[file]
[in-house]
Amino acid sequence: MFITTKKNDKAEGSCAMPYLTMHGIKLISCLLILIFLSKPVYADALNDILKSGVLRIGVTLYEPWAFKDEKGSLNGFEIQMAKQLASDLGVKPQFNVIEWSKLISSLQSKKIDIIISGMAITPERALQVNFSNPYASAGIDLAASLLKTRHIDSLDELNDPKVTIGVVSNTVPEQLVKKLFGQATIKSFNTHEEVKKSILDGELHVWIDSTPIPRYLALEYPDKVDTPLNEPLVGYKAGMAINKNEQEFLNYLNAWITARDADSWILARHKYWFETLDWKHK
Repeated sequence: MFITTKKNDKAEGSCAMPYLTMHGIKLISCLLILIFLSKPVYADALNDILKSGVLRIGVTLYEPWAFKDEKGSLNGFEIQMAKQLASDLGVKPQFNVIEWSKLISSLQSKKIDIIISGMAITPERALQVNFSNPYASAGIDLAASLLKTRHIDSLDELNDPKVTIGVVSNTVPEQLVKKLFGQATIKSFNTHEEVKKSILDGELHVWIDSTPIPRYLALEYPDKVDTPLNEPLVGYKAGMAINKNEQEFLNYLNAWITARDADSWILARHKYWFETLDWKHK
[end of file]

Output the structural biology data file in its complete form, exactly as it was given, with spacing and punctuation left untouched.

[in-house]
Amino acid sequence: MFITTKKNDKAEGSCAMPYLTMHGIKLISCLLILIFLSKPVYADALNDILKSGVLRIGVTLYEPWAFKDEKGSLNGFEIQMAKQLASDLGVKPQFNVIEWSKLISSLQSKKIDIIISGMAITPERALQVNFSNPYASAGIDLAASLLKTRHIDSLDELNDPKVTIGVVSNTVPEQLVKKLFGQATIKSFNTHEEVKKSILDGELHVWIDSTPIPRYLALEYPDKVDTPLNEPLVGYKAGMAINKNEQEFLNYLNAWITARDADSWILARHKYWFETLDWKHK
Repeated sequence: MFITTKKNDKAEGSCAMPYLTMHGIKLISCLLILIFLSKPVYADALNDILKSGVLRIGVTLYEPWAFKDEKGSLNGFEIQMAKQLASDLGVKPQFNVIEWSKLISSLQSKKIDIIISGMAITPERALQVNFSNPYASAGIDLAASLLKTRHIDSLDELNDPKVTIGVVSNTVPEQLVKKLFGQATIKSFNTHEEVKKSILDGELHVWIDSTPIPRYLALEYPDKVDTPLNEPLVGYKAGMAINKNEQEFLNYLNAWITARDADSWILARHKYWFETLDWKHK